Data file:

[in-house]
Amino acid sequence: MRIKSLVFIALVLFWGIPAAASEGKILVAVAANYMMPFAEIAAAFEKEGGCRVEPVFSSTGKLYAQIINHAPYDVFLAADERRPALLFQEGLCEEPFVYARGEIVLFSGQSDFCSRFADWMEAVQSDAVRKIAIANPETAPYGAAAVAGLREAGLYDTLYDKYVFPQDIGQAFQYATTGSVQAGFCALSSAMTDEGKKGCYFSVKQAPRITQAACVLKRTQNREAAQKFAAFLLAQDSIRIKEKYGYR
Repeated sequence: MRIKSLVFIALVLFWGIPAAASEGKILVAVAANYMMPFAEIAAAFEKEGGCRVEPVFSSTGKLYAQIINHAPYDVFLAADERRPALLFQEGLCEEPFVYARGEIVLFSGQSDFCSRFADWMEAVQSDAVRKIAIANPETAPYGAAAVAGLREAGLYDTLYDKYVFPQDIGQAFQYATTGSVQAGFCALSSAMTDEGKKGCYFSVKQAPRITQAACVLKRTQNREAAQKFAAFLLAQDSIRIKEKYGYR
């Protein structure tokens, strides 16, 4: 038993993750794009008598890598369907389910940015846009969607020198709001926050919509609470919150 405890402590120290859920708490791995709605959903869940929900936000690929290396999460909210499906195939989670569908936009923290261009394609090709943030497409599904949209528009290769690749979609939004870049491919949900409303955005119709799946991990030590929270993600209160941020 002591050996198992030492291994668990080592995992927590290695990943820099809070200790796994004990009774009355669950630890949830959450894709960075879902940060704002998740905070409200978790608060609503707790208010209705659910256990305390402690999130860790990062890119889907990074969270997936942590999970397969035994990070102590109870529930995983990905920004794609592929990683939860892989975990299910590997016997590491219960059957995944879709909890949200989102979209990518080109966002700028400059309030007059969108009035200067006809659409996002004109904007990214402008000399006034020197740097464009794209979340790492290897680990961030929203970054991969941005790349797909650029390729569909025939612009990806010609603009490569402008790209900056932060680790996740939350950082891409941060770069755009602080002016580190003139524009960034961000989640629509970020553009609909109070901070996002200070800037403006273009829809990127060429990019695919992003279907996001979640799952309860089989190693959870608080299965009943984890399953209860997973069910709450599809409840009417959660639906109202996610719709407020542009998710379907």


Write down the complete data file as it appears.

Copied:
[in-house]
Amino acid sequence: MRIKSLVFIALVLFWGIPAAASEGKILVAVAANYMMPFAEIAAAFEKEGGCRVEPVFSSTGKLYAQIINHAPYDVFLAADERRPALLFQEGLCEEPFVYARGEIVLFSGQSDFCSRFADWMEAVQSDAVRKIAIANPETAPYGAAAVAGLREAGLYDTLYDKYVFPQDIGQAFQYATTGSVQAGFCALSSAMTDEGKKGCYFSVKQAPRITQAACVLKRTQNREAAQKFAAFLLAQDSIRIKEKYGYR
Repeated sequence: MRIKSLVFIALVLFWGIPAAASEGKILVAVAANYMMPFAEIAAAFEKEGGCRVEPVFSSTGKLYAQIINHAPYDVFLAADERRPALLFQEGLCEEPFVYARGEIVLFSGQSDFCSRFADWMEAVQSDAVRKIAIANPETAPYGAAAVAGLREAGLYDTLYDKYVFPQDIGQAFQYATTGSVQAGFCALSSAMTDEGKKGCYFSVKQAPRITQAACVLKRTQNREAAQKFAAFLLAQDSIRIKEKYGYR
């Protein structure tokens, strides 16, 4: 038993993750794009008598890598369907389910940015846009969607020198709001926050919509609470919150 405890402590120290859920708490791995709605959903869940929900936000690929290396999460909210499906195939989670569908936009923290261009394609090709943030497409599904949209528009290769690749979609939004870049491919949900409303955005119709799946991990030590929270993600209160941020 002591050996198992030492291994668990080592995992927590290695990943820099809070200790796994004990009774009355669950630890949830959450894709960075879902940060704002998740905070409200978790608060609503707790208010209705659910256990305390402690999130860790990062890119889907990074969270997936942590999970397969035994990070102590109870529930995983990905920004794609592929990683939860892989975990299910590997016997590491219960059957995944879709909890949200989102979209990518080109966002700028400059309030007059969108009035200067006809659409996002004109904007990214402008000399006034020197740097464009794209979340790492290897680990961030929203970054991969941005790349797909650029390729569909025939612009990806010609603009490569402008790209900056932060680790996740939350950082891409941060770069755009602080002016580190003139524009960034961000989640629509970020553009609909109070901070996002200070800037403006273009829809990127060429990019695919992003279907996001979640799952309860089989190693959870608080299965009943984890399953209860997973069910709450599809409840009417959660639906109202996610719709407020542009998710379907």